Electronics > RF, Microwave, Ham Radio

RF components distance

(1/2) > >>


I was wondering if there is any minimum distance that I can place two IC in my PCB design. I can't seem to find any reason except for coupling issues?
But if I wanted to place a VCO and an amplifier - I guess these two could be placed right next to each other?


Normally it's not the IC that causes coupling problems, it's the stuff attached to it, especially inductors. Every circuit generates two fields, an electrostatic field and a magnetic one.

The electrostatic field is easily dealt with by using a small amount of shielding around the circuit, often you can get away with just a vertical shield without a top. The magnetic field is the tough one and in the past engineers used something called mu metal to shield things like oscilloscope tubes from the magnetic fields inside the case (especially from the power transformer).

As a rough guide I would have a minimum space around a shielded inductor of 1cm with a 3cm space around an unshielded coil. Things can be improved by laying out your PCB so that adjacent inductors are at right angles to each other, the following picture illustrates this well:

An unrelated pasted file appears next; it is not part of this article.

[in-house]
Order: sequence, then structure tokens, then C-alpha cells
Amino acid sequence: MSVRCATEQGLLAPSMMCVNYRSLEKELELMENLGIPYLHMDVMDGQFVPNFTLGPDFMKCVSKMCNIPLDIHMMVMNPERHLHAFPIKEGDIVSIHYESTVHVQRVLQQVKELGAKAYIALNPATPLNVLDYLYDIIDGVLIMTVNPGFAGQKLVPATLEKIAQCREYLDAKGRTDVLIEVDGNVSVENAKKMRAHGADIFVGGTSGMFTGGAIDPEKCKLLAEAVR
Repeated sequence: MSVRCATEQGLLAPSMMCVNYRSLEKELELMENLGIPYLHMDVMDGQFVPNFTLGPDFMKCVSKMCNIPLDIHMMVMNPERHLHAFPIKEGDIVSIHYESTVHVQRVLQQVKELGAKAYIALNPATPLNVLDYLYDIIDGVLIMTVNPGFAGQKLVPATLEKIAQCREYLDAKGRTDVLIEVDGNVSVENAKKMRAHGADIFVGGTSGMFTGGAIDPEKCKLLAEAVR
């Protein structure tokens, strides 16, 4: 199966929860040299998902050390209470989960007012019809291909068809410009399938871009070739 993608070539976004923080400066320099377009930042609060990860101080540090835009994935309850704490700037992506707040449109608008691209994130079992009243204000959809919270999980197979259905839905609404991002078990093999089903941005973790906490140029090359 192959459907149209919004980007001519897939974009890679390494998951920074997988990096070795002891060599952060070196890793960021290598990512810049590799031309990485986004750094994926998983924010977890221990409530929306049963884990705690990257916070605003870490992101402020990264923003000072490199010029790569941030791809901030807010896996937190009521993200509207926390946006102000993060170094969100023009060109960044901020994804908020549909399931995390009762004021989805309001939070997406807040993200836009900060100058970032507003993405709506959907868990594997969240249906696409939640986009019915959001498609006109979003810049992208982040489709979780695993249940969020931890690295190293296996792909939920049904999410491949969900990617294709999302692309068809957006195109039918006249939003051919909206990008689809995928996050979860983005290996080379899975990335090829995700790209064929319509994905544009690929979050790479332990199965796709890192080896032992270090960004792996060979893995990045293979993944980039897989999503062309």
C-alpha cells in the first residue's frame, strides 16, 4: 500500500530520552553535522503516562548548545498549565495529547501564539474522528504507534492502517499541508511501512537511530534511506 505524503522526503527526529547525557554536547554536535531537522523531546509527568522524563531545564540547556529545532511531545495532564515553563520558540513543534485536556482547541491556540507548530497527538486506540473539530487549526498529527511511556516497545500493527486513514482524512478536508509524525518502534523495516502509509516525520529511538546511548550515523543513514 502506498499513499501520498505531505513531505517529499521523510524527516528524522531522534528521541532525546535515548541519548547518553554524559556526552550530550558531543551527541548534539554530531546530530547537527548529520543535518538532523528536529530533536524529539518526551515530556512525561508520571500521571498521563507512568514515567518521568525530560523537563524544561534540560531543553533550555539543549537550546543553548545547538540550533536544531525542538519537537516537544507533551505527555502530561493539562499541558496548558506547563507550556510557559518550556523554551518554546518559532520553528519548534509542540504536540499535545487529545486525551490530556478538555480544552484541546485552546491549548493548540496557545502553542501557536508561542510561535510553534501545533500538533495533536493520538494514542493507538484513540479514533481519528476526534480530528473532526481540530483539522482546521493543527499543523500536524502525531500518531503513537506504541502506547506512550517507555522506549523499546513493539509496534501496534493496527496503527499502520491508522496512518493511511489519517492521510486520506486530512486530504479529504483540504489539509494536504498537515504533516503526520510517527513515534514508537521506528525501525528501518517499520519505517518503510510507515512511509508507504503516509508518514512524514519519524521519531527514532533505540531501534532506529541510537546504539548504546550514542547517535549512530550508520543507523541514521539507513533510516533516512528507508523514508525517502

Finally, wiring. Wires can also radiate a field and the best way of dealing with this is to route all of your wires along the sides of the shields and the chassis rather than leave them floating in mid air. You then have the option of covering them with a layer of copper tape for 100% shielding.

Two ICs? just put them next to each other.

Richard Head:
The VCO is one part of the radio that must be shielded.
I have never had a problem with the magnetic field created by low level VCOs exiting the shielding. The shielding, if correctly designed can offer way in excess of 100dB attenuation between adjacent compartments.
I recently designed a diplexer that has something like 120dB isolation between TX and RX in a cigarette box size.

Toroidal inductors are self shielding, this is a big asset in complex and dense RF designs. Other inductors depending on their physical construction should mounted at right angles to each other to minimize coupling. (the plane of the winding should be 90 degrees from another nearby inductor.) Some inductors don't offer you much of a choice and have the plane of their winding in the same plane as the circuit board, then distance or shielding are your friend.

It's complicated, studying the designs of others and your own experience is for the most part what you have to go on.

Hi all,

thank you all for your inputs! I'll look to have enough shielding around in all cases!



[0] Message Index

[#] Next page

There was an error while thanking
Go to full version